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with small results. It is better to begin small and end large

148 Indian and Spanish Neighbours

than to reverse the process. I have never been more enthusi-
astic for Porto Rico nor more hopeful for the work than to-day.
I believe it will prove a blessing to our country that we have
acquired that beautiful island, the " Queen of the West Indies " —
the " Daughter of the sun and sea." I am sure that it will prove
a blessing to Porto Rico that our Sag has come to stay, and
surely not the least of the blessings to the people there and at
home, will be the fact that the stars and stripes have been fol-
lowed so quickly by the church.

Other missionaries write :

The neglected country districts, densely populated, are be-
coming very hopeful fields for our work. Our little rooms in
the country near Mayaguez are filled with eager listeners, and
there is a constant call for more backless benches, more lamps,
and larger rooms, so that the people may hear the Word of Life.
What can we say to them ? We dare not refuse them the
Gospel. They appreciate what is done for them. . . . Cabo
Rojo, near San German, is a centre of religious enthusiasm.
From the initial service the hall has been crowded. It is insuf-
ficient to hold the people, though it is the largest in town.
Half the audience is in the street looking in at the open doors
and windows. The missionary there has eleven regular preach-
ing stations and is carrying on the varied work with only the
help of his own church members. He writes that many other
fields are calling for workers and begs that help may be sent in
the person of missionaries and Bible readers.

This is a wonderful field just now, with opportunities
rich and multiplying. The moment is critical and auspicious.
Never, probably, in any Catholic country, have people been so
receptive to the Gospel.

I have never seen in any country, such an eager desire to
pass on the good news, as is shown by our native members.

Could God's people at home know the blessings they have
sent to Porto Rico through the Gospel, they would surely hasten

Porto Rico 149

to double and treble their beneficent efforts for a people so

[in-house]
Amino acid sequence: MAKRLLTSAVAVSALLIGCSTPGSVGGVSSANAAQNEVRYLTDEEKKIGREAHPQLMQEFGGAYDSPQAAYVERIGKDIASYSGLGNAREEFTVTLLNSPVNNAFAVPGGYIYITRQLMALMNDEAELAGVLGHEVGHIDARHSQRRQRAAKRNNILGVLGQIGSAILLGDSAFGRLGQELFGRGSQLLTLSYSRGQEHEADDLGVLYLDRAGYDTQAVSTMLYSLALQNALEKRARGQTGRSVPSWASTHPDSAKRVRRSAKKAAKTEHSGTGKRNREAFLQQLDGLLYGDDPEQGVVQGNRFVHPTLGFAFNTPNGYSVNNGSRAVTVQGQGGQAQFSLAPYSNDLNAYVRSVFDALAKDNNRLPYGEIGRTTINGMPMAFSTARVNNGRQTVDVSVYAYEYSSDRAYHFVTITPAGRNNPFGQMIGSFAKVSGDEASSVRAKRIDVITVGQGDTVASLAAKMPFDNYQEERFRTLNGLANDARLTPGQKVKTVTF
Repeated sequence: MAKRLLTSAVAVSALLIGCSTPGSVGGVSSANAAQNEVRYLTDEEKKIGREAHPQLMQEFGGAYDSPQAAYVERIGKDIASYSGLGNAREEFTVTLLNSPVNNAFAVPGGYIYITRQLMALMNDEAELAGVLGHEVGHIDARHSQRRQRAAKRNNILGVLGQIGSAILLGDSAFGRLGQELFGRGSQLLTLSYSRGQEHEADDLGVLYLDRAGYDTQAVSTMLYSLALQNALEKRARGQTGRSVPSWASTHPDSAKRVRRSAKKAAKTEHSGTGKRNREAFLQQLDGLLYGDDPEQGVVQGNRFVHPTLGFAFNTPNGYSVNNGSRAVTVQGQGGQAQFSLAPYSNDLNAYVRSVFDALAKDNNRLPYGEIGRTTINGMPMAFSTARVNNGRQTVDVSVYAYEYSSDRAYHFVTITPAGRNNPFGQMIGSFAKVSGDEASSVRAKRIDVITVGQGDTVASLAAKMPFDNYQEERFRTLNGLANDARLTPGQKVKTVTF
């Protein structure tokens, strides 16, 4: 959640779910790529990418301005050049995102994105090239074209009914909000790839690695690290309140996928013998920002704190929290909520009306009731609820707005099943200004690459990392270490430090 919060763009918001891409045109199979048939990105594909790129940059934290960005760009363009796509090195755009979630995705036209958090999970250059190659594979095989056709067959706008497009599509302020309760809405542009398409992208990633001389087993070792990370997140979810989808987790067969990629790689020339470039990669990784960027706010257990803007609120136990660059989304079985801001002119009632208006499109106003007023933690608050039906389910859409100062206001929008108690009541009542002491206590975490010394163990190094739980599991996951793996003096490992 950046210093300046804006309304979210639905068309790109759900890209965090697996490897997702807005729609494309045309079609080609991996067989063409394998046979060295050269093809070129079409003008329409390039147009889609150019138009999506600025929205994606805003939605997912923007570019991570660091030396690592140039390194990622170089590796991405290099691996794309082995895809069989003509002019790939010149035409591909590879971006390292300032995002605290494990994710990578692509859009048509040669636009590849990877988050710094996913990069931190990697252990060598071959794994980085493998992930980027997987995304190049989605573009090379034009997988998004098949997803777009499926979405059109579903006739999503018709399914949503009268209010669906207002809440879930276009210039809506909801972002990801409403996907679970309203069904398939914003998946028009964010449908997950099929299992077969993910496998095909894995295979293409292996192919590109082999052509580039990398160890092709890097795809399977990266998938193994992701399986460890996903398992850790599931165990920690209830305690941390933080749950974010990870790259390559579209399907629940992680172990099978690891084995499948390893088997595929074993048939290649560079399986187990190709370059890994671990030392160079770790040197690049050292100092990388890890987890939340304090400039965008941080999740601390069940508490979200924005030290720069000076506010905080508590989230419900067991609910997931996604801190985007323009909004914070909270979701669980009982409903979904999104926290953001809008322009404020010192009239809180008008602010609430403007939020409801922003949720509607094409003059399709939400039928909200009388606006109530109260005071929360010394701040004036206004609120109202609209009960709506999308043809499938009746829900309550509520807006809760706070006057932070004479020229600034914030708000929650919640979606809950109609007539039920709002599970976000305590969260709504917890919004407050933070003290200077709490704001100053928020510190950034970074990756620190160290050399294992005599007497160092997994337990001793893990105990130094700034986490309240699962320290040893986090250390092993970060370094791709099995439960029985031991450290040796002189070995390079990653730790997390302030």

needy, so receptive and so grateful. Surely we shall not say in
the sordid spirit of Spain, " What are they worth to us ? " but
rather, " What may we, with the blessings of the Gospel, be to
them ? " Imperative is our duty, high is our privilege to effect
the redemption of Porto Rico.

After extensive travel in the wide home mis-
sion field, John Willis Baer writes concerning
this island possession :

It is my opinion that what the religion of Jesus has done
for the spiritual life of this island, our government is doing for
its political and commercial life, and the Porto Rican, in the
rapidly developing latent power of his home, is gaining a
lively appreciation of the possibilities of the future. I have no
hesitation in saying that there has not come to my personal
knowledge a field where God has so used men and women to
His own glory, showing definite results, more certainly, than in
the beautiful island of Porto Rico. From the day the Spanish
flag fell from the masthead and Old Glory took its place, there
has been but little opposition to the American idea, and to the
Gospel of Christ. Both have been welcomed, adopted and


" There remaineth very much land to be pos-
sessed." Since Porto Rico became a part of the
United States, the island has made unprecedented
progress in all directions. On the Sabbath more
people now gather in the Protestant churches
than in the Catholic, but this does not mean that
the majority of the million inhabitants have re-
nounced Romanism. It does mean that of those
in the island who are loyal to their church, the
larger proportion are Protestant. The miserable

150 Indian and Spanish Neighbours

life which has pressed down the Porto Rican is
to be laid largely at the door of the old r6gime of
the Spanish priest, and the natives are turning
away from it. A reactionary and revolutionary
change has set in.

But this is a critical time. It is prophesied that
the progress of the past five years, wonderful as
it is, will be far eclipsed by the advance of the
next ten. This means that the opportunity is
golden and the need most urgent.

The cry for help in this white field is so ap-
pealing as to be even appalling, because it repre-
sents the necessity of effort and of ampler aid.

The poor in this island are not "good Catho-
lics" because, as they admit, they "cannot afford
it." "Dollars are scarce" is the reply to the
question, "Why is not your child baptized.?"
"I have no fine clothes," is the excuse for not
attending church on feast days. "Why do you
bury your wife like a dog, without having mass
said for her?" is another question asked, which